Heaven Is For Real Says Three-Year-Old After Emergency SurgeryDanielle Sullivan
Three-year-old Colton Burpo was rushed into emergency surgery for a ruptured appendix eight years ago and when he woke up, he told his parents stories that seemed unbelievable. He said he had died and saw John the Baptist, looked at Jesus’ wounds up close, and met a long lost sister. He also says he met his great-grandfather, and describes Jesus as having eyes that “were just sort of a sea-blue and they seemed to sparkle.” While some might initially discount it as a mix of anesthesia and childhood dreams, Colton’s parents believe that he did indeed experience heaven.
They believed in Colton’s story so much that Colton’s father Todd, who is a pastor, wrote a book based on his son’s experiences from that day when he was just three. Now at age 11, Colton maintains that he did visit heaven.
The book is entitled “Heaven Is For Real” and it is flying off the bookshelves.
Colton’s parents admit they had questions about the the validity of his story initially but say that some of the stories he told were things he could not have otherwise known, like having a younger sister. Colton says he met a younger sister who had had the same dark hair that his older sister did. Furthermore he asked his mother if she had a baby that “died in her tummy.” His mom, Sonja says she did have a miscarriage soon after Colton was born and says there is no way he could have ever known that.
Thomas Nelson, the small Nashville publisher of “Heaven Is For Real” reports that more than 1.5 million copies are currently in print. While the book gets many orders from church groups and ministries, it is selling just as well at larger outlets, such as Walmart and Barnes & Noble.
Astonishingly in today’s tight publishing market, the book did not start with a well known author, big publishing company, large book tour or any of the elaborate plans that often aid in the successful selling of a best selling book. It has also earned spots on key television shows like “Fox & Friends,” “The 700 Club” and CNN.
In a The New York Times article, Matt Baugher, the vice president and publisher of Thomas Nelson says the book’s success is based on the genuine need that most people have in wanting to know about the afterlife:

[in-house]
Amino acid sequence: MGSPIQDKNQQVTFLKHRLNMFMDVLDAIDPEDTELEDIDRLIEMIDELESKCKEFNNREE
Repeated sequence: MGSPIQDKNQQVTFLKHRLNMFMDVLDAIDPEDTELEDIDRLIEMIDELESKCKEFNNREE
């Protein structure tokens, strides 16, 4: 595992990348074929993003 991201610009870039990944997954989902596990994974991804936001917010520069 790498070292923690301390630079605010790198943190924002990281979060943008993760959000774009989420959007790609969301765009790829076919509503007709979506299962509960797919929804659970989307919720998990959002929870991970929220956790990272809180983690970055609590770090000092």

“We all are perhaps desperate to know what is on the other side of the veil after we die. This was a very down-to-earth, conservative, quote-unquote normal Midwestern family. We became fully convinced that this story was valid. And also that it was a great story that would just take off.”
Similarly, Patricia Bostelman, the vice president for marketing at Barnes & Noble believes that the books’ premise is real and genuine: “What was unusual about this book was that it was the story of a little boy. It deactivated some of the cynicism that can go along with adults capitalizing on their experiences,” she says.
Religion in general, and heaven in particular, is a touchy subject and everyone has their own beliefs on whether it exists, or if it’s just a fanciful notion. Even those who are devoutly religious sometimes ponder what heaven is like, and what happens to people when they die. I think that most people, especially after experiencing a death in the family wonder what happened to their loved ones.
Two years ago, when I lost my uncle who raised me, the only thing that helped was to believe the priest when he said that we would one day be reunited. I do firmly believe in the afterlife, whether some people call it heaven or not. I also believe that those who have gone before us are watching over us. There are times when I have felt my uncle’s spirit in a sudden thought or a special memory, and I know it was more than just a recollection.
Colton’s family says they never intended to make much money from the book and just hoped the publisher would break even. Todd says he will give away most of the royalty income but will use some for home improvements. Colton says he is just glad, “People are getting blessed, and they’re going to have healing from their hurts. I’m happy for that.”
Source: The New York Times